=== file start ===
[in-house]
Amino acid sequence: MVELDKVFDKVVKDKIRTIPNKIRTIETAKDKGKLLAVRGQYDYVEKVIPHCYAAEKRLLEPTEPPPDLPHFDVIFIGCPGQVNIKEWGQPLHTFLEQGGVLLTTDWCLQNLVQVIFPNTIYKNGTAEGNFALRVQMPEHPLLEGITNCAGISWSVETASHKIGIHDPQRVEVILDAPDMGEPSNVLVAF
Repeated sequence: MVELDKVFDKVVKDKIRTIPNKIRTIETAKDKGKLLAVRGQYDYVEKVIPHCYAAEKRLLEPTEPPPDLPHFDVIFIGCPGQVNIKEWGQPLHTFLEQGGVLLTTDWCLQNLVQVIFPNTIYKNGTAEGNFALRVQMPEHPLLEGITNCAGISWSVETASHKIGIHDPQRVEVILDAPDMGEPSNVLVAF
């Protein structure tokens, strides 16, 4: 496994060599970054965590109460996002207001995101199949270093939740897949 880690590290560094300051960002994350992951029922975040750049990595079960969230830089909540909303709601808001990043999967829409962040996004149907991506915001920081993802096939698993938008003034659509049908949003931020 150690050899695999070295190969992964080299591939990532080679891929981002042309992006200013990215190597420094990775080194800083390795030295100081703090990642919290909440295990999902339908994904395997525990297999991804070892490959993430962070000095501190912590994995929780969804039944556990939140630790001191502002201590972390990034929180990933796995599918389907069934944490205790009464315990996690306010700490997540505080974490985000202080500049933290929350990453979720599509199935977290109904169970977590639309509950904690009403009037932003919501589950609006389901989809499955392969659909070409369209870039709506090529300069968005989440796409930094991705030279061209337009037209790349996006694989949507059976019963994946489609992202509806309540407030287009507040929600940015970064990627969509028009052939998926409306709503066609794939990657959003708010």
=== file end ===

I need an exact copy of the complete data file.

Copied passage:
[in-house]
Amino acid sequence: MVELDKVFDKVVKDKIRTIPNKIRTIETAKDKGKLLAVRGQYDYVEKVIPHCYAAEKRLLEPTEPPPDLPHFDVIFIGCPGQVNIKEWGQPLHTFLEQGGVLLTTDWCLQNLVQVIFPNTIYKNGTAEGNFALRVQMPEHPLLEGITNCAGISWSVETASHKIGIHDPQRVEVILDAPDMGEPSNVLVAF
Repeated sequence: MVELDKVFDKVVKDKIRTIPNKIRTIETAKDKGKLLAVRGQYDYVEKVIPHCYAAEKRLLEPTEPPPDLPHFDVIFIGCPGQVNIKEWGQPLHTFLEQGGVLLTTDWCLQNLVQVIFPNTIYKNGTAEGNFALRVQMPEHPLLEGITNCAGISWSVETASHKIGIHDPQRVEVILDAPDMGEPSNVLVAF
């Protein structure tokens, strides 16, 4: 496994060599970054965590109460996002207001995101199949270093939740897949 880690590290560094300051960002994350992951029922975040750049990595079960969230830089909540909303709601808001990043999967829409962040996004149907991506915001920081993802096939698993938008003034659509049908949003931020 150690050899695999070295190969992964080299591939990532080679891929981002042309992006200013990215190597420094990775080194800083390795030295100081703090990642919290909440295990999902339908994904395997525990297999991804070892490959993430962070000095501190912590994995929780969804039944556990939140630790001191502002201590972390990034929180990933796995599918389907069934944490205790009464315990996690306010700490997540505080974490985000202080500049933290929350990453979720599509199935977290109904169970977590639309509950904690009403009037932003919501589950609006389901989809499955392969659909070409369209870039709506090529300069968005989440796409930094991705030279061209337009037209790349996006694989949507059976019963994946489609992202509806309540407030287009507040929600940015970064990627969509028009052939998926409306709503066609794939990657959003708010």